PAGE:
Cortico-cortical Communication and Superior Performance in Skilled Marksmen: An EEG Coherence Analysis

in Journal of Sport and Exercise Psychology

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Sean P. DeenyUniversity of Maryland-College Park

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Charles H. HillmanUniversity of Illinois at Urbana-Champaign

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Christopher M. JanelleUniversity of Florida

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Bradley D. HatfieldUniversity of Maryland-College Park

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Electroencephalographic (EEG) coherence was assessed during a 4-s aiming period prior to trigger pull in expert marksmen (n = 10) and skilled shooters (n = 9) over the course of a regulation round of small-bore rifle shooting. Although both groups were highly experienced, the skilled group had lower ability. Given that specialization of cortical function occurs as domain-specific expertise increases, experts were predicted to exhibit less cortico-cortical communication, especially between cognitive and motor areas, compared to the skilled group. Coherence was assessed for three frequency bands (low alpha, 8–10 Hz; high alpha, 10–13 Hz; and low beta, 13–22 Hz) using sites F3, Fz, F4, C3, Cz, C4, T3, T4, P3, Pz, P4, O1, and O2. Compared to the skilled group, experts exhibited lower coherence between left temporal (T3) and mid-line frontal (Fz) regions for low-alpha and low-beta frequencies, lower coherence for high-alpha between all left hemisphere sites and (Fz), and lower coherence between T3 and all midline sites for the low-beta band. The results reveal that, compared to lesser skilled shooters, experts engage in less cortico-cortical communication, particularly between left temporal association and motor control regions, which implies decreased involvement of cognition with motor processes.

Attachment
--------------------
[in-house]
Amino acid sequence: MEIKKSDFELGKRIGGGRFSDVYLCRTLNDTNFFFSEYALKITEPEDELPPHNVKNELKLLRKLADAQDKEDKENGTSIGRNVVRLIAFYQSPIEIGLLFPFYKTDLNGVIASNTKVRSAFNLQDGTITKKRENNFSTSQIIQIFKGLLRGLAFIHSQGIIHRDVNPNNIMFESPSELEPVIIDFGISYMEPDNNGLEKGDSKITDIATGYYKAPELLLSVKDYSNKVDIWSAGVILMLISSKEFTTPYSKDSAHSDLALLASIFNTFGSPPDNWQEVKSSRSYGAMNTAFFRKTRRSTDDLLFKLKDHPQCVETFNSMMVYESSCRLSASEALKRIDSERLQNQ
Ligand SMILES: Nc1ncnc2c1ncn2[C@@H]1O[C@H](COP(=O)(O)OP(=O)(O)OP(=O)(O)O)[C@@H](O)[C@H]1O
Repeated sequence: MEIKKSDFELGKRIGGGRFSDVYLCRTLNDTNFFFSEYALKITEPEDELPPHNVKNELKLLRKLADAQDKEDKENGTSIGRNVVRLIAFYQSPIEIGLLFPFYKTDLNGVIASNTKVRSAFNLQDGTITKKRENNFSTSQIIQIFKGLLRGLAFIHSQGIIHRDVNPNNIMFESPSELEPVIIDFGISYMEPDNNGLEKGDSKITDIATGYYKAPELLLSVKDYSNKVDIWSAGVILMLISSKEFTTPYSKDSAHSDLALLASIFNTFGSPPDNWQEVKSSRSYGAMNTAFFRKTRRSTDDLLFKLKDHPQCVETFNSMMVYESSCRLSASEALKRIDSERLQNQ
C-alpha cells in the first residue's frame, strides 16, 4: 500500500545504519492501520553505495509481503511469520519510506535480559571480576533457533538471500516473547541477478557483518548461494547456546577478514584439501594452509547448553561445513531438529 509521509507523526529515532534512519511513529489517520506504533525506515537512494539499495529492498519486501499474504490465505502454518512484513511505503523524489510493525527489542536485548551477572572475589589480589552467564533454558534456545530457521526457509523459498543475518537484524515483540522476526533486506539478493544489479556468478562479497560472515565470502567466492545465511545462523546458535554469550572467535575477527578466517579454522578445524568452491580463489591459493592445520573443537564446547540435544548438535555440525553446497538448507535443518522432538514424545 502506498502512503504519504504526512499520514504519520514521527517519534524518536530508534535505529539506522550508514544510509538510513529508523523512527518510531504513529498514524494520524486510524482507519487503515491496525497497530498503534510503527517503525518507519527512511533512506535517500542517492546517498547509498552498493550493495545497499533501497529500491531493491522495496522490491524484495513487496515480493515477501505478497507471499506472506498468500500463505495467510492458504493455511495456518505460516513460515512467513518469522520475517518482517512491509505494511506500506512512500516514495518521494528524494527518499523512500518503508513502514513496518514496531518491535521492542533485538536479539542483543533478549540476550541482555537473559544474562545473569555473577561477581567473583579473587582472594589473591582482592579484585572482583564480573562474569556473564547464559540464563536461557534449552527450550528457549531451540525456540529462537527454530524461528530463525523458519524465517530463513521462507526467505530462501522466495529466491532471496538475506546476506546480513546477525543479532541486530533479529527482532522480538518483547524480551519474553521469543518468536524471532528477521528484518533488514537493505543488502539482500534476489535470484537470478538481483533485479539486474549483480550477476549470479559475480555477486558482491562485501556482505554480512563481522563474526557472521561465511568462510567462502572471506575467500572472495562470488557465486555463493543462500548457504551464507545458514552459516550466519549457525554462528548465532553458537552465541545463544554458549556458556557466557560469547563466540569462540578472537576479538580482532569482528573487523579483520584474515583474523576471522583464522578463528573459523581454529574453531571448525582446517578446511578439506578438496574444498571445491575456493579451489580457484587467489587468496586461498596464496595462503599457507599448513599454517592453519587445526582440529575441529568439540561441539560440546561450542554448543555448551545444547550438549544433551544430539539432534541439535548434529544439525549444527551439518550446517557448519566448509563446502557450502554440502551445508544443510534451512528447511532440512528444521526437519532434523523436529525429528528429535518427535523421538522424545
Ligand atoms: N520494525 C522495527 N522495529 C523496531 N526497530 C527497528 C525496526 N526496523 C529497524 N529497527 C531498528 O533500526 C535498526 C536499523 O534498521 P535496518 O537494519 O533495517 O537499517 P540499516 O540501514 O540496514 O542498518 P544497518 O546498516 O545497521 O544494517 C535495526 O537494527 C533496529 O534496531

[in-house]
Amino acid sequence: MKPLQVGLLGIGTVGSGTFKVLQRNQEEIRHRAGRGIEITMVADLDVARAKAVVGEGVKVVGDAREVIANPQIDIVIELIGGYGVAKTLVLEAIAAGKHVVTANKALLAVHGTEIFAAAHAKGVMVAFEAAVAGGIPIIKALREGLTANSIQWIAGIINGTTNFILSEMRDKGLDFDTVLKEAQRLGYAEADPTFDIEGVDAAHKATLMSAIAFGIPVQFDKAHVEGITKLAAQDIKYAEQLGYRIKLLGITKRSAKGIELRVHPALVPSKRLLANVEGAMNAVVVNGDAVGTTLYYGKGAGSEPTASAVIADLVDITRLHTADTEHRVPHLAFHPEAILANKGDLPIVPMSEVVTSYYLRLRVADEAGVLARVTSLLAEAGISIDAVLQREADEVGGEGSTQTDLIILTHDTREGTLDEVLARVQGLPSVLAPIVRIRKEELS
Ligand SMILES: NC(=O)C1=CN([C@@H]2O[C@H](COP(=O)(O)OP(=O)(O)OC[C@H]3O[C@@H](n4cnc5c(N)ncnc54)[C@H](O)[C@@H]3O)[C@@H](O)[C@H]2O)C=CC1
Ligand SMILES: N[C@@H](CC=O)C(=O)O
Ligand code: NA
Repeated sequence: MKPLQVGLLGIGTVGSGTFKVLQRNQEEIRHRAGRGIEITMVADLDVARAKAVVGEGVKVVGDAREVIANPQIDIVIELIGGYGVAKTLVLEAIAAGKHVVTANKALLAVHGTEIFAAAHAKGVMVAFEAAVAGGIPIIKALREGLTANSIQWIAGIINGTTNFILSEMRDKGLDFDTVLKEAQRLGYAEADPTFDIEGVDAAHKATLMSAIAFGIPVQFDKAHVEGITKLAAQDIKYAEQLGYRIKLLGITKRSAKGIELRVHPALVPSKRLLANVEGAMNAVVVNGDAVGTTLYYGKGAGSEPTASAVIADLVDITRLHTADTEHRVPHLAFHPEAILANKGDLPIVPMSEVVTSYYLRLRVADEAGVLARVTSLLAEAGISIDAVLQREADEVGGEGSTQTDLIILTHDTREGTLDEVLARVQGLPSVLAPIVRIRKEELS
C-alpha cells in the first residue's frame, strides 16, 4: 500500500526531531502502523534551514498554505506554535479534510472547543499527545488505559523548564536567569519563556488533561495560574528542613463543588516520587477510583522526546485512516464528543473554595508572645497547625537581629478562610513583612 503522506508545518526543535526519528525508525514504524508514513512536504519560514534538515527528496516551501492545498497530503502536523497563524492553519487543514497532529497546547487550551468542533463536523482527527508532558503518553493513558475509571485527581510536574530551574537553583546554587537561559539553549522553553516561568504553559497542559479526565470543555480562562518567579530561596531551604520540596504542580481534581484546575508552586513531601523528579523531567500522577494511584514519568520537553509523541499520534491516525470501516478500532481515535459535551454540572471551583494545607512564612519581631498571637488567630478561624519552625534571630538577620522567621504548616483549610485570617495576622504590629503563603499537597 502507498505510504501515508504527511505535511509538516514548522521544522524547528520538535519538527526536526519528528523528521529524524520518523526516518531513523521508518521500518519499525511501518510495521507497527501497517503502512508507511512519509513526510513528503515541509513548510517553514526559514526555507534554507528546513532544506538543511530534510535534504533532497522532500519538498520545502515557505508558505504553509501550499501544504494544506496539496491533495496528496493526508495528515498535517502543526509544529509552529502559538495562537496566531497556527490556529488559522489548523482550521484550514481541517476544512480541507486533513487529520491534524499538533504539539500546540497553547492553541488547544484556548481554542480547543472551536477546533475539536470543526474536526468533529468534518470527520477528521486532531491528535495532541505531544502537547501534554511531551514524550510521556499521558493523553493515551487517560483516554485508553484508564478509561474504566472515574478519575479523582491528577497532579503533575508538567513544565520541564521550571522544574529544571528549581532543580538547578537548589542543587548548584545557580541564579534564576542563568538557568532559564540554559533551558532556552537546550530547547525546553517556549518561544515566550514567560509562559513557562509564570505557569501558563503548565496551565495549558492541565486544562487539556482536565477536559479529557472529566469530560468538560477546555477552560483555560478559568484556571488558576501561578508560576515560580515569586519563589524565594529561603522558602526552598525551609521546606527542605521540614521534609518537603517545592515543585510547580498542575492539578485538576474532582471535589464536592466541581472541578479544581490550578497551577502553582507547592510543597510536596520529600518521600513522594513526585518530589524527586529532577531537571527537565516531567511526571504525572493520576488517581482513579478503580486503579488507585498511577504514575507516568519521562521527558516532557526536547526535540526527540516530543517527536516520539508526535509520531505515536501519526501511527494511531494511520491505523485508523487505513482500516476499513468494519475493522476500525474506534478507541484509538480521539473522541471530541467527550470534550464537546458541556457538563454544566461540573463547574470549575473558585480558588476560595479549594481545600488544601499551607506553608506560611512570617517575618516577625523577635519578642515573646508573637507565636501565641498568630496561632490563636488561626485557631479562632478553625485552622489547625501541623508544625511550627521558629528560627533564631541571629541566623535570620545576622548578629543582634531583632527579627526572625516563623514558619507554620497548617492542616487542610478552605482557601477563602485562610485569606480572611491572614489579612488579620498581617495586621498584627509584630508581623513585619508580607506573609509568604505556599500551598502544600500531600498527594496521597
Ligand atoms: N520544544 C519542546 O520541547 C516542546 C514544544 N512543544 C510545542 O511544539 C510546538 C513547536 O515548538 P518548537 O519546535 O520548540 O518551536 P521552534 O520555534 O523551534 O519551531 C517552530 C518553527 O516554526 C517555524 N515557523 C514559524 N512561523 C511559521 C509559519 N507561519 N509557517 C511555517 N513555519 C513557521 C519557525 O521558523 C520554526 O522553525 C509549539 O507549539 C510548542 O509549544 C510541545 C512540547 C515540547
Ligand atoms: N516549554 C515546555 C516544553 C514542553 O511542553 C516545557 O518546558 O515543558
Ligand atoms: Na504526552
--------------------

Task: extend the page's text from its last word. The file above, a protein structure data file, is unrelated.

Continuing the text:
S.P. Deeny and B.D. Hatfield are with the Dept. of Kinesiology, HHP Bldg, Univ. of Maryland, College Park, MD 20742; C.H. Hillman is with the Dept. of Kinesiology, 906 S. Goodwin, Univ. of Illinois, Urbana, IL 61801; C.M. Janelle is with the Dept. of Exercise and Sport Sciences, University of Florida, Gainesville, FL 32601.

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